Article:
The GCC has a part to play in the transition to a more sustainable world
By Robert Spruijt, Head Sustainable Finance EMEA, ING
All eyes were on Glasgow last month for the long-awaited global climate meeting, COP26. For the GCC the global energy transition agenda will be pivotal for the future direction of the region, with clear challenges, but it will also create opportunities.
During COP26, some important announcements have been made. However, it is what happens post-conference that matters. The world is still waiting to see whether the commitments made at COP26 will be enough. A clear takeaway following this year’s meeting is that more action is required to bridge the gap between what is being achieved and delivered now, and what needs to be delivered to achieve a net-zero world by 2050.
ING’s CEO Steven van Rijswijk referred to COP26 as a ‘moment of truth’ as world leaders made serious commitments to align their countries’ emissions reduction strategies with what’s needed to meet global climate goals. However, what happens next is key.
We know that it’s not only up to governments since it is the private and public sector who have to realize the transition together. Banks also have to play an important role, through financing the energy transition as well as working with and guiding clients to more sustainable business models. That is why we participate in this conversation as well.
Financing is playing an important enabling role in this transition journey. We believe sustainable business is better business and we translate this in an active engagement process on sustainability with our clients across the globe. Next to providing various sustainability-linked, green social financing solutions, this contains transition advisory, and services to actively support our clients’ transition to new sustainable business models that will ensure their success in the future. As a financial institution, we can play a role by financing change, sharing knowledge, and using our influence.
One of the financial products that can have a significant impact on the transition of companies is the sustainability linked loan. In 2017, ING has structured the first syndicated sustainability-linked loan in the market (for Philips). This market has grown very rapidly ever since, with a volume over USD 200 billion in the first half of 2021 alone. In such sustainability-linked structures, the interest rates are linked to a client’s sustainability performance and thereby creating incentives for clients to transition towards a more sustainable business model. In the Middle East we have already successfully supported several top-tier clients to transition into a more sustainable business through green bonds, green private placements, sustainability-linked loans and sustainable finance advisories.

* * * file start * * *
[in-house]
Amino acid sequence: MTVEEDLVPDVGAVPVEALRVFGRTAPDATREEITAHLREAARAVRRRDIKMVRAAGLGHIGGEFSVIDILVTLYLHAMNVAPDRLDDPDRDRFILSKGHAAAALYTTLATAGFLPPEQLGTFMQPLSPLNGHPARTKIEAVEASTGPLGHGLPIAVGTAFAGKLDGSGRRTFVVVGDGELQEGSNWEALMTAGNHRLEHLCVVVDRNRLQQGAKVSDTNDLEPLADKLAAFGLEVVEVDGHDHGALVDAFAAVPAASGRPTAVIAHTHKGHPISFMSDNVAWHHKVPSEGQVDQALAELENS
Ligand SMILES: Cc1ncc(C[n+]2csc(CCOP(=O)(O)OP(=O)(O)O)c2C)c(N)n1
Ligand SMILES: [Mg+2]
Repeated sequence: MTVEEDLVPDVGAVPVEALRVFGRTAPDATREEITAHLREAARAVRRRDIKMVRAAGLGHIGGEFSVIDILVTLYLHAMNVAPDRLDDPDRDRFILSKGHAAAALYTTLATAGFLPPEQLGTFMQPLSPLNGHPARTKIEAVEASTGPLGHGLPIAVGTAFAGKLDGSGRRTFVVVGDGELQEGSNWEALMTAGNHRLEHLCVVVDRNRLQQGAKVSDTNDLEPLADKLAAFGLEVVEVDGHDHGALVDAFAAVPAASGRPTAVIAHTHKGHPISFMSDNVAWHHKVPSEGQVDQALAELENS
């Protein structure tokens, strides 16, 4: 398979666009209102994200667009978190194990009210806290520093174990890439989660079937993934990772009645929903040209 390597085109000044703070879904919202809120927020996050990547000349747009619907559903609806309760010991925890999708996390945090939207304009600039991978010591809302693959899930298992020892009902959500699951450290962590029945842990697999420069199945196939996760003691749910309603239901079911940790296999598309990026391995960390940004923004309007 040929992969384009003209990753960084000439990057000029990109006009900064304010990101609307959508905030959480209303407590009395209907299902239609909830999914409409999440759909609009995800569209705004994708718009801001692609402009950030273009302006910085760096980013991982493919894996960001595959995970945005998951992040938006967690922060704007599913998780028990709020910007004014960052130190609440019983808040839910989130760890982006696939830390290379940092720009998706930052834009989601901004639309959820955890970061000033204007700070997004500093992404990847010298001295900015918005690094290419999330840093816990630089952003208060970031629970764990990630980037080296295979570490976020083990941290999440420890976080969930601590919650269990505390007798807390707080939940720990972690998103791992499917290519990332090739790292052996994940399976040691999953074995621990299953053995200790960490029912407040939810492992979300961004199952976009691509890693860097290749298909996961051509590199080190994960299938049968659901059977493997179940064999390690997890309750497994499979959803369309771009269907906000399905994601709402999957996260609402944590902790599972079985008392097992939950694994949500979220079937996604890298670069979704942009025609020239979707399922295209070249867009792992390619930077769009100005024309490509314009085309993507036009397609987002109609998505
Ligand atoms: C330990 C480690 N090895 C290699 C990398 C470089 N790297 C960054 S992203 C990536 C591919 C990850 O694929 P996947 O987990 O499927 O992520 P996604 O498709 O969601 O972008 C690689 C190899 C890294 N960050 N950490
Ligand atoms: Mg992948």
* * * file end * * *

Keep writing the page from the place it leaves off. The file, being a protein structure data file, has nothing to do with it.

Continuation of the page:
We are also very committed to provide sustainable solutions to our clients in the Middle East, which is underpinned by the fact that in January 2019 we joined 24 public and private sector entities in signing the Abu Dhabi Sustainable Finance Declaration at the inaugural Abu Dhabi Sustainable Finance Forum. The declaration is a united front to foster positive economic, social, and environmental impacts and advocate sustainable finance and investments for the long term wellbeing and growth of the country’s economy.
To achieve real tangible improvements, next to this important regional initiative, a global collaborative effort is essential. This would translate in common goals, coherent regulation, clear action plans and mobilizing capital as an enabler to move towards this common direction.
As pioneers of sustainable finance, we want to address the importance to maintain the integrity and credibility of the market at the appropriate levels, as we believe in its material impact in achieving net-zero. The sustainable finance community all around the world, including lenders, borrowers, and investors, needs to maintain the quality of these instruments, since a deterioration thereof would reduce the sustainable impact of such financing and as a result slow down the pace of the transition.
The credibility of the market by nature also relies on the commitment of corporates to achieve their sustainability goals and their ambition to contribute to a net-zero future. We engage with our clients to translate the sector specific transition requirements into company specific sustainability targets.
When setting such targets, it is important that the most material sustainability issues of the company are being addressed. Targets must also be ambitious, industry-wide and verified by a reputable, independent party, of which there are now many in this sector, to ensure that the targets correspond with transition roadmap of the company. This is a complex, but essential process. It is where engagement between clients and lenders matters.
Taking an inclusive approach that supports companies along the way is vital and it is positive to see initiatives across different sectors that demonstrate this. The Abu Dhabi Sustainable Finance Declaration is just one of many examples that are springing around the region, and there will be no doubt that more will follow.
Looking beyond COP26 as we put commitments into action, we all hope that the COP26 goal of “collaboration” does not fade away in the months that follow. We all have a role to play – it’s a big responsibility, but a critical one.